The Aternative Newsletter Editor,
Robert Kirkman Collins
(W.W. Norton, New York, 1999; ISBN 0-393-32081-2 177 pp.)
What are negotiators to do with those nasty little issues that are simply not susceptible to the creative
possibilities of “Getting to Yes” ? While Fisher and Ury have reoriented us all to more creative
approaches to negotiation, The Win-Win Solution: Guaranteeing Fair Shares to Everybody addresses
the annoying reality that in many disputes there remain linear issues in which every gain on one side
appears to require an equal and opposite loss to the other.
The Win-Win Solution proposes three basic approaches to resolving these dilemmas. It outlines
dealing with such win/lose scenarios fairly through: a “balanced” alternation of choices on an item-by-item basis (with variants that adjust for the advantage in making the first selection); a “divide-and-choose” approach for negotiating packages of benefits (modeled on the classic sibling scenario
of “you cut the cake, and I’ll choose the piece”, with tips for extending this technique to multi-party
negotiations); and, the authors’ major proposal (termed an “adjusted winner” approach) that utilizes
a point-designation system designed to maximize satisfaction for each party while balancing the
benefits to both.
The book does a good job explaining the advantages and pitfalls to participants of utilizing
“insincere” but strategic behaviors under each approach, and makes an important contribution in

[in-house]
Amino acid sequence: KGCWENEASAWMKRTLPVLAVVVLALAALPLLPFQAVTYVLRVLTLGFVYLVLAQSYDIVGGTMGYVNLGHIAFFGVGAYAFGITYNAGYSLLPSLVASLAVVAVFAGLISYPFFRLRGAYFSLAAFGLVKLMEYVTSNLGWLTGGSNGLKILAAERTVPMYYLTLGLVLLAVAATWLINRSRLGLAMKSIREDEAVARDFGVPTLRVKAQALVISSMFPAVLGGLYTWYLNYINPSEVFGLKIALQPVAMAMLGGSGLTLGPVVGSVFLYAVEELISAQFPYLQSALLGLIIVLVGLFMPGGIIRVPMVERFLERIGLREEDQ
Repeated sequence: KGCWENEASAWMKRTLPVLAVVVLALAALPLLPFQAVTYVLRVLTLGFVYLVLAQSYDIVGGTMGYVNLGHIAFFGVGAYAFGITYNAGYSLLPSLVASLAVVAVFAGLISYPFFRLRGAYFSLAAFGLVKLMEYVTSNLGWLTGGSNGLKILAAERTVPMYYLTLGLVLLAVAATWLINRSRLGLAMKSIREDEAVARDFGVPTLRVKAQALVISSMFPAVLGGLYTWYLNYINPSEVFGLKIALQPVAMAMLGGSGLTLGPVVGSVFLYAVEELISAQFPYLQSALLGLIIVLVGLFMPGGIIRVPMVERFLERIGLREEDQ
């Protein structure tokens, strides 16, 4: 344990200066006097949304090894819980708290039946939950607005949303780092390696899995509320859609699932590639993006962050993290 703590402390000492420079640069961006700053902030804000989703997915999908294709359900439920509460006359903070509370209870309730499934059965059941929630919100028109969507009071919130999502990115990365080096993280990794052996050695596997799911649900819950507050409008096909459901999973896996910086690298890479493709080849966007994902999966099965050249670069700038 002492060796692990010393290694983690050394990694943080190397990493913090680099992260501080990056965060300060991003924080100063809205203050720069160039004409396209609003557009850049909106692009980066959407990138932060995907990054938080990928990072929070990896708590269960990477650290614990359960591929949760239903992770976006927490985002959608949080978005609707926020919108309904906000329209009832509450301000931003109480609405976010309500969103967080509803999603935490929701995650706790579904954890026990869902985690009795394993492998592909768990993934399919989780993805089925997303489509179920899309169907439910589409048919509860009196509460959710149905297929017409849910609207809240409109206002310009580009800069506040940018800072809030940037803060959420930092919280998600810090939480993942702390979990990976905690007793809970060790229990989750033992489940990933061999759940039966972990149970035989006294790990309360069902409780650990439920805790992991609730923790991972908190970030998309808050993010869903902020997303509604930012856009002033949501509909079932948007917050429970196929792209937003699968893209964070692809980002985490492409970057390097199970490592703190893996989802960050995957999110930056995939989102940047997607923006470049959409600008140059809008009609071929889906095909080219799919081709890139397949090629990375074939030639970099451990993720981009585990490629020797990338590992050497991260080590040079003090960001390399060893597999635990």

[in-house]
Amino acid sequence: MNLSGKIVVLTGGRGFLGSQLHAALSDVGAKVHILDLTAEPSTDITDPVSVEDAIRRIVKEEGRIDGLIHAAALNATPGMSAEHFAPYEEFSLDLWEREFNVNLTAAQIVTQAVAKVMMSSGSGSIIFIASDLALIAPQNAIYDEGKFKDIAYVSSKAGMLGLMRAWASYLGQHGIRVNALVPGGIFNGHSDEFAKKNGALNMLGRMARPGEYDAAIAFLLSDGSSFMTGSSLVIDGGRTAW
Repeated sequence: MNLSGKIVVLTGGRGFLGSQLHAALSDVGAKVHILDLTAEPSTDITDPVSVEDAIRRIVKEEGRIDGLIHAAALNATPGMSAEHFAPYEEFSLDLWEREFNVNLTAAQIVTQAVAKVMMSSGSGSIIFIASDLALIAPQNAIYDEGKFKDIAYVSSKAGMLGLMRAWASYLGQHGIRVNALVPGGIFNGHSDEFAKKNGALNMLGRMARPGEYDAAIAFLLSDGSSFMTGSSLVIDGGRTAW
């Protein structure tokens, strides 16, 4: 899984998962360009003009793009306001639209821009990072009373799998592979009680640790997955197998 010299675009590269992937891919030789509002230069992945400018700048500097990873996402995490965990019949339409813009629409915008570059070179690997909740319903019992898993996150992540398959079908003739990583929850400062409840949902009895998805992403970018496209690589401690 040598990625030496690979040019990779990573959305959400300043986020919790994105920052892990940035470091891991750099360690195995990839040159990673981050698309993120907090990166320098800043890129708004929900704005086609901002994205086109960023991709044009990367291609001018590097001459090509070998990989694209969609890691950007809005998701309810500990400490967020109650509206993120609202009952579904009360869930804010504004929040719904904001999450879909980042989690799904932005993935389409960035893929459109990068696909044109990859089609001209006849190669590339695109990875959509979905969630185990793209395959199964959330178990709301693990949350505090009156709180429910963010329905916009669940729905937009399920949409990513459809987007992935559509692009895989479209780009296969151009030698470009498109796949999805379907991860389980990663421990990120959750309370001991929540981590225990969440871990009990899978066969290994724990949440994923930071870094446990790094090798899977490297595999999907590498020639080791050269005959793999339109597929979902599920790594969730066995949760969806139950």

expanding options for negotiating issues that would appear to otherwise be limited to straight
win/lose haggling. However, the book is not without its flaws, such as the bizarre identification as
“perhaps the most common way” for a divorcing couple to resolve the issues of their divorce tossing
a coin and taking turns choosing either ownership of their house, their pensions, their investment
portfolio… or custody of their child (!). While the authors (professors of Politics and Mathematics,
respectively) are correct that separating couples do use this approach for dividing lamps, rugs and
china; there is much reason to doubt — and even reason to pray — that it has never been standard
procedure to trade assets for children after a coin toss. In addition, the chapters hypothetically
applying the “adjusted winner” technique to disputes such as the Camp David negotiations and the
divorces of Charles and Diana (and Donald and Ivana Trump) introduce a People Magazine element
that adds little to the usefulness of the concept.
The book was designed as practical guide for the lay negotiator rather than as a work with scholarly
ambitions, and it works well as a tool for principals, mediators or negotiators for expanding their
procedural options in dealing with issues that are not susceptible to a classic win/win creation of
value. It could also certainly be of value as a supplemental text (ideally as a companion to Getting
to Yes) in an introductory course on negotiation or mediation.
When older adults face major transitions in which their adult children may be involved, it can be a time of tension and conflict. Unresolved family issues may make communication difficult...By Susan Curcio M.A.